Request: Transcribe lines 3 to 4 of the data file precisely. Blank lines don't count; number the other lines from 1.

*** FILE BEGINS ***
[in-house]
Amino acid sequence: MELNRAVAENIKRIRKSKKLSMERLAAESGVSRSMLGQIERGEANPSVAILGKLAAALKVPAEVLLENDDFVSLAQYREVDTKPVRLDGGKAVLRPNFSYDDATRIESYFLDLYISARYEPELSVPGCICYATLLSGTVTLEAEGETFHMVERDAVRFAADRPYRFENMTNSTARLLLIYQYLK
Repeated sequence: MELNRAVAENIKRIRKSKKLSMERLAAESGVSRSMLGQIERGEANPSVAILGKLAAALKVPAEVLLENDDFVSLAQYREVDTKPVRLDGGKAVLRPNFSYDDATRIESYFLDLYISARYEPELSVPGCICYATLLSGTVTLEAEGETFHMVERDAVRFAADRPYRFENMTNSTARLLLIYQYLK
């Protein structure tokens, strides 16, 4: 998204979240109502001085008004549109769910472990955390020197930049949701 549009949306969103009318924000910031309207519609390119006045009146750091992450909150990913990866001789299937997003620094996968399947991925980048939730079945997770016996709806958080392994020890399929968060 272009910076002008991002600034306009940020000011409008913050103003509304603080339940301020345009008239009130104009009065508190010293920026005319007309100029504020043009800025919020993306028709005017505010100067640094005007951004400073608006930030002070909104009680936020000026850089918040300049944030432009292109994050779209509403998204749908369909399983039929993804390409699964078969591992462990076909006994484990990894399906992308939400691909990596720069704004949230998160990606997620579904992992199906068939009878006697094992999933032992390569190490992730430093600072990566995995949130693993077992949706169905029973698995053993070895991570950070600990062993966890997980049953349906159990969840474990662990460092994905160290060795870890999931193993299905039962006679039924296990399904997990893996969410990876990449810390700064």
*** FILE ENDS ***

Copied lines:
Repeated sequence: MELNRAVAENIKRIRKSKKLSMERLAAESGVSRSMLGQIERGEANPSVAILGKLAAALKVPAEVLLENDDFVSLAQYREVDTKPVRLDGGKAVLRPNFSYDDATRIESYFLDLYISARYEPELSVPGCICYATLLSGTVTLEAEGETFHMVERDAVRFAADRPYRFENMTNSTARLLLIYQYLK
């Protein structure tokens, strides 16, 4: 998204979240109502001085008004549109769910472990955390020197930049949701 549009949306969103009318924000910031309207519609390119006045009146750091992450909150990913990866001789299937997003620094996968399947991925980048939730079945997770016996709806958080392994020890399929968060 272009910076002008991002600034306009940020000011409008913050103003509304603080339940301020345009008239009130104009009065508190010293920026005319007309100029504020043009800025919020993306028709005017505010100067640094005007951004400073608006930030002070909104009680936020000026850089918040300049944030432009292109994050779209509403998204749908369909399983039929993804390409699964078969591992462990076909006994484990990894399906992308939400691909990596720069704004949230998160990606997620579904992992199906068939009878006697094992999933032992390569190490992730430093600072990566995995949130693993077992949706169905029973698995053993070895991570950070600990062993966890997980049953349906159990969840474990662990460092994905160290060795870890999931193993299905039962006679039924296990399904997990893996969410990876990449810390700064």